- Increased pulmonary hydrostatic pressure caused by enhanced venous return.
- Altered lymphatic clearance.
- Decreased amounts of functional surfactant.1
Clinical features of REPE include chest discomfort, persistent cough (generally for greater than 20 min and irrespective of the presence of pinkish sputum), tachypnea, tachycardia, and worsening hypoxemia that may be refractory to oxygen therapy. The edema usually affects the entire re-expanded lung, but it may affect one lobe or the contralareral lung or it may be diffuse, affecting both lungs. Risk factors include age between 20 and 40 years, duration of collapse more than 72 hours, and rapid lung expansion after drainage of large volumes of pleural fluid (more than 1.5 L).1
Diagnosis usually is based on the characteristic serial radiographic features. CT findings include patchy areas of ground-glass opacity frequently combined with consolidation and interlobular and intralobular interstitial thickening, suggesting mixed permeability and hydrostatic edema as the underlying pathogenic mechanism.2 The infiltrates usually occur peripherally and in gravity-dependent areas. Most commonly they occur unilaterally but contralateral cases have also been described.
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Treatment of patients with REPE varies from oxygen supplementation for mild cases to noninvasive ventilation for moderate cases to intubation and invasive ventilation for severe cases. In patients who require invasive ventilation, symptoms usually improve within 24 to 48 hours. In unilateral cases, lying on the unaffected side may be therapeutic.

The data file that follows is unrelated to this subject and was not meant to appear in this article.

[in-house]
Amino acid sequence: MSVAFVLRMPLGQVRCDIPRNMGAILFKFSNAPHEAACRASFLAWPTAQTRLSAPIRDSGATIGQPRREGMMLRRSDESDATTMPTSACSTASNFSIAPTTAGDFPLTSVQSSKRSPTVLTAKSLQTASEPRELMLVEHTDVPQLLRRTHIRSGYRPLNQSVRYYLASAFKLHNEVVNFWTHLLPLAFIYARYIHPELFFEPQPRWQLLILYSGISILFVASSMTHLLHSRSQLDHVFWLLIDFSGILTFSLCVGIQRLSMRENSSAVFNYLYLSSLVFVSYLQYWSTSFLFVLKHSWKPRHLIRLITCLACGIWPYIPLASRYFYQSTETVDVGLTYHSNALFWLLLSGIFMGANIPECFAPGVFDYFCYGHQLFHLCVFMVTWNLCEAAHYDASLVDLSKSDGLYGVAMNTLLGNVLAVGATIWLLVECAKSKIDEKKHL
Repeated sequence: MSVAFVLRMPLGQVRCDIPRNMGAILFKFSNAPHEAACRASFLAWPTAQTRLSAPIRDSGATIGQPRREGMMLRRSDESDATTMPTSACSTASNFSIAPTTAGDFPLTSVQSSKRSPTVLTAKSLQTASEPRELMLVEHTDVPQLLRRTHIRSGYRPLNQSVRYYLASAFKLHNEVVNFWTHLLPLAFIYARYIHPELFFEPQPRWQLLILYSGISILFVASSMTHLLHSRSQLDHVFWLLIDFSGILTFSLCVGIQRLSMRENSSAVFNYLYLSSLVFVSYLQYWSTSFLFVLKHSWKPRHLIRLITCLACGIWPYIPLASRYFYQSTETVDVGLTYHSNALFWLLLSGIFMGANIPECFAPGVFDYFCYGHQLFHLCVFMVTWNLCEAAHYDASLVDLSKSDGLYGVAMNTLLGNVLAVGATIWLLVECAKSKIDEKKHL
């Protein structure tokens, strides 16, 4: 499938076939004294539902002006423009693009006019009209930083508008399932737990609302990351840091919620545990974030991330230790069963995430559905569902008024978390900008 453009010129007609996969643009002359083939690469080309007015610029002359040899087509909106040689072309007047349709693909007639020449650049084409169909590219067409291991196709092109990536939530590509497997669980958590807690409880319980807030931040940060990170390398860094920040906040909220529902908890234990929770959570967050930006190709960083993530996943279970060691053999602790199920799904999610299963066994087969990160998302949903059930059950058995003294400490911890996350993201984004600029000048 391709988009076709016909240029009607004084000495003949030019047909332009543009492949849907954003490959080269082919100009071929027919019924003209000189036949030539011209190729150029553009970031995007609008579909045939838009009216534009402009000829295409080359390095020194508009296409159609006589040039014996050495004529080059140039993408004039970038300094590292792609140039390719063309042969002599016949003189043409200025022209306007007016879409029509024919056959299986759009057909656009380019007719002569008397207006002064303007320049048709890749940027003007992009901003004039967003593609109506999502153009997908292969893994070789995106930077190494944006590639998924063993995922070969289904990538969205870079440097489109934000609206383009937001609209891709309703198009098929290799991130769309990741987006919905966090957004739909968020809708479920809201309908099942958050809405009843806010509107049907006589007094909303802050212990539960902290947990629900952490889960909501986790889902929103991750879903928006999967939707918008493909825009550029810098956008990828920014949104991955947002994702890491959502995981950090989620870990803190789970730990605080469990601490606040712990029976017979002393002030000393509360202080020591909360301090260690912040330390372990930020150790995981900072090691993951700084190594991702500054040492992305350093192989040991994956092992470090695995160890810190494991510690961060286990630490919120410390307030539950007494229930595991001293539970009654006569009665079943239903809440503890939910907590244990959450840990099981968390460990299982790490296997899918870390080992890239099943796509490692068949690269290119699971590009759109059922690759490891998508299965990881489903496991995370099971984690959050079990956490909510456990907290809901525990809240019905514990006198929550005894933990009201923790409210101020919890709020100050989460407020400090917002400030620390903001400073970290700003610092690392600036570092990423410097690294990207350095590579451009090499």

Most patients recover completely within a week. In rare cases, however, patients may sequester large amounts of fluid in the lungs, which may lead to shock and death.
Preventive strategies include using low negative pressure (less than negative [Ë] 20 cm H2O) for suction during tube thoracostomy and limiting drainage of pleural fluid to 1 to 1.5 L.1 However, recent studies have shown that large effusions can be drained completely as long as chest discomfort or end-expiratory pleural pressure less than Ë20 cm H2O does not develop.3 For this reason, pleural manometry is being used increasingly for draining large pleural effusions.
Chest discomfort experienced by patients during thoracentesis may indicate a significant drop in pleural pressures. In such cases, thoracentesis should be stopped.
This patient’s case highlights the importance of prompt recognition of REPE and early treatment with BIPAP, which may obviate the need for intubation. Imaging plays a vital role in its early recognition. Chest radiographic features may include unilateral airspace opacification of the re-expanded lung. High-resolution chest CT further aids in differentiating REPE from other conditions such as aspiration pneumonia and pleural effusion.
The CT findings that have been described most commonly include ipsilateral ground-glass opacities, smooth septal thickening, consolidation and persistent foci of atelectasis. Less common features include air bronchograms and nodules. These findings in combination with the clinical features mentioned above should make the clinician suspect this condition and treat it appropriately with either noninvasive or invasive mechanical ventilation.
1. Kasmani R, Irani F, Okoli K, Mahajan V. Re-expansion pulmonary edema following thoracentesis. CMAJ. 2010;182:2000-2002.
2. Baik JH, Ahn MI, Park YH, Park SH. High-resolution CT findings of re-expansion pulmonary edema. Korean J Radiol. 2010;11:164-168.
3. Feller-Kopman D, Berkowitz D, Boiselle P, Ernst A. Large-volume thoracentesis and the risk of reexpansion pulmonary edema. Ann Thorac Surg. 2007;84:1656-1661.